Will to Fight
Sep 20, 2018
Returning to the Human Fundamentals of War
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Photo courtesy of Lithuanian Land Forces
In 2018, RAND published two reports for the U.S. Army describing will to fight. Arguably, will to fight is the single most important factor in war. Will to fight is the disposition and decision to fight, to keep fighting, and to win. The best technology in the world is useless without the force of will to use it and to keep using it even as casualties mount and unexpected calamities arise. Will to fight represents the indelibly human nature of warfare.
With very few exceptions, all wars and almost all battles are decided by matters of human will: Breaking the enemy's will to fight while sustaining one's own will to fight is the key to success in battle. But as focus on technology increases, the essentially human nature of war is all but ignored. Lack of focus on will to fight has created a dangerous gap in American military practice.
We must improve our understanding of will to fight.
The use of force demands that we should understand our own natures, for the most basic and the most complicated weapon system is man.
Brigadier General Shelford Bidwell, Modern Warfare: A Study of Men, Weapons and Theories — 1973
On the surface, the American military officially adopts the view of war as a contest of opposing, independent, and irreconcilable wills. But when it comes to practice — planning for and fighting wars — these theories often amount to little more than lip service. The integration of will to fight concepts into military education, training, planning, assessments, international engagement, and operations is glaringly sparse. In most cases, American and allied military professionals view war through the lens of technology and physical effects.
In 2016 the U.S. Joint Staff identified a yawning gap in the understanding of partner and adversary will to fight:
Recent failure to translate military gains into strategic success reflects, to some extent, the Joint Force's tendency to focus primarily on affecting the material capabilities — including hardware and personnel — of adversaries and friends, rather than their will to develop and employ capabilities. . . . A failure to grasp human aspects can, and often will, result in a prolonged struggle and an inability to achieve strategic goals.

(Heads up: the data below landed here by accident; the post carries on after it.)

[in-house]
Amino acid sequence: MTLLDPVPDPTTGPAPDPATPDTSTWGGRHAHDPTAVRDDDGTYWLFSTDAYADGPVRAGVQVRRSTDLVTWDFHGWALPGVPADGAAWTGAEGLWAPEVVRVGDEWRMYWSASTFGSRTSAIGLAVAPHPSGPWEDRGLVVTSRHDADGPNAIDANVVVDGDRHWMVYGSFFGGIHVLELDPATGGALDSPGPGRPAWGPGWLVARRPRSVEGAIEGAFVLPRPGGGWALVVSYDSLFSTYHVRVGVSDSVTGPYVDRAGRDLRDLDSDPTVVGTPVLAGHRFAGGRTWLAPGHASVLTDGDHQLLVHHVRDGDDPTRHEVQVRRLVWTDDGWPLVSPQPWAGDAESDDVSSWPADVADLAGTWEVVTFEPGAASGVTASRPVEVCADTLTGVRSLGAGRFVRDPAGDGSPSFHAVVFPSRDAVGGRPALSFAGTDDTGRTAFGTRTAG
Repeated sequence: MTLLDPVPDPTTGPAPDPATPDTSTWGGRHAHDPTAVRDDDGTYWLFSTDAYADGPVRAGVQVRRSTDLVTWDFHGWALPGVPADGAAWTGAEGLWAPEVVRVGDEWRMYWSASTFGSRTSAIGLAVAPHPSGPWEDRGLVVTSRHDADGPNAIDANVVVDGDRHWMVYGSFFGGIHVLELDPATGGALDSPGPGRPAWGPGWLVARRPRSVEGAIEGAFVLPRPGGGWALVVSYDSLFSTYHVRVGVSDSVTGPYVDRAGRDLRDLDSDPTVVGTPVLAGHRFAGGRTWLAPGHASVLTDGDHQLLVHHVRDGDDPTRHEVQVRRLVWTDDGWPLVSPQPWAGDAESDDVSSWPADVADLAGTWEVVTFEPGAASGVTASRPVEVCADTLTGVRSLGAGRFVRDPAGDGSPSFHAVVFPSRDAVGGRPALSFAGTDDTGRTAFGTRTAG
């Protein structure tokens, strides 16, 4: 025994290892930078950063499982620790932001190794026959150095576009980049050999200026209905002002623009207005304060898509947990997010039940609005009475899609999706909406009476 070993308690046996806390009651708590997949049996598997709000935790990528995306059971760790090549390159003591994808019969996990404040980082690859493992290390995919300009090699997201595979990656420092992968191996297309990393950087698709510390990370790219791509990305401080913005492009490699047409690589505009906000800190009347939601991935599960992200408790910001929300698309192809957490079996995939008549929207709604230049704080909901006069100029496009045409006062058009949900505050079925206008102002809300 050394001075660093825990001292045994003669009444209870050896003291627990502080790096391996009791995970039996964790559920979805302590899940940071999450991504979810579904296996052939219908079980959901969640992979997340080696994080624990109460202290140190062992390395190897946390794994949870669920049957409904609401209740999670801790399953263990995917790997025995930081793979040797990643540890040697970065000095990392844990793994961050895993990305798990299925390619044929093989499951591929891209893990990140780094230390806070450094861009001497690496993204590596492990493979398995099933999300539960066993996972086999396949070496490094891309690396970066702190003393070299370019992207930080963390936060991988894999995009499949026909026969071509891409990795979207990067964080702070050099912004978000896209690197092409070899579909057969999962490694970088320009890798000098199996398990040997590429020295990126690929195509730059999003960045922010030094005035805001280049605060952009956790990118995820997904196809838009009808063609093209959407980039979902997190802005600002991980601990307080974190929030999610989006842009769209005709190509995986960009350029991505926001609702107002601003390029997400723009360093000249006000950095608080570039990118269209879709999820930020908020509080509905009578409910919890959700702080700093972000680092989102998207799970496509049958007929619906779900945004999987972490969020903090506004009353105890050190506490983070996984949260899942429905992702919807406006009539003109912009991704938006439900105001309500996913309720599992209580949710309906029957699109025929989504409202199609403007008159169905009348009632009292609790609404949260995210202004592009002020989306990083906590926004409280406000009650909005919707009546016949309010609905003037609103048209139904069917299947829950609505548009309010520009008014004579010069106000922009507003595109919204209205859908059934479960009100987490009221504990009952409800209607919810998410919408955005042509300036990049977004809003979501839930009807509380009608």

Improving understanding of will to fight might not be a panacea; war is not won by silver bullets. But if will to fight is the most important factor in war — or just a very important factor that is routinely overlooked or misunderstood — then improvement is absolutely necessary. Ignoring will to fight can contribute to tactical or even strategic defeat.
Photo by Sgt. Demetrius L. Munnerlyn/U.S. Marine Corps
War is a human endeavor — a fundamentally human clash of wills often fought among populations. It is not a mechanical process that can be controlled precisely, or even mostly, by machines, statistics, or laws that cover operations in carefully controlled and predictable environments. Fundamentally, all war is about changing human behavior.
U.S. Army, Army Doctrine Publication (ADP) 3-0, 2017
There is a pattern in the wavering emphasis on will to fight in military doctrine.
The U.S. Army and Marine Corps — the ground combat forces of the American military — have alternatively embraced and ignored the concept of will to fight for over a century. It has no stable, central place in doctrine or practice, and it is often defined in vague and impractical terms. The consequences of this erratic ebb and flow stand testament to the pressing need to improve and normalize the study of will to fight in American military practice and to make its lessons useful.
Whatever the cause — from the lack of credible assessment methods or even a widely agreed-on definition of will to fight — the military, political, economic, and social costs of a dissonance between accepted will-to-fight theory and practice have been extraordinary. The RAND reports on both the military and national will to fight offer historical cases that demonstrate the impact of will-to-fight misjudgment. A few historical examples:
|WW I (1916)||The French will break under fire at Verdun||The French continued to fight||France helped defeat Germany in 1918|
|WW II (1941)||Germany's Operation Barbarossa will destroy the Red Army||The Soviets retreated to Moscow but continued to fight||The Allies defeated Nazi Germany in 1945|
|First Indochina War (1946–1954)||The Viet Minh have a limit and will surrender||The Viet Minh mobilized tens of thousands from the population to help surround the French in Dien Bien Phu||The Viet Minh defeated France in 1954|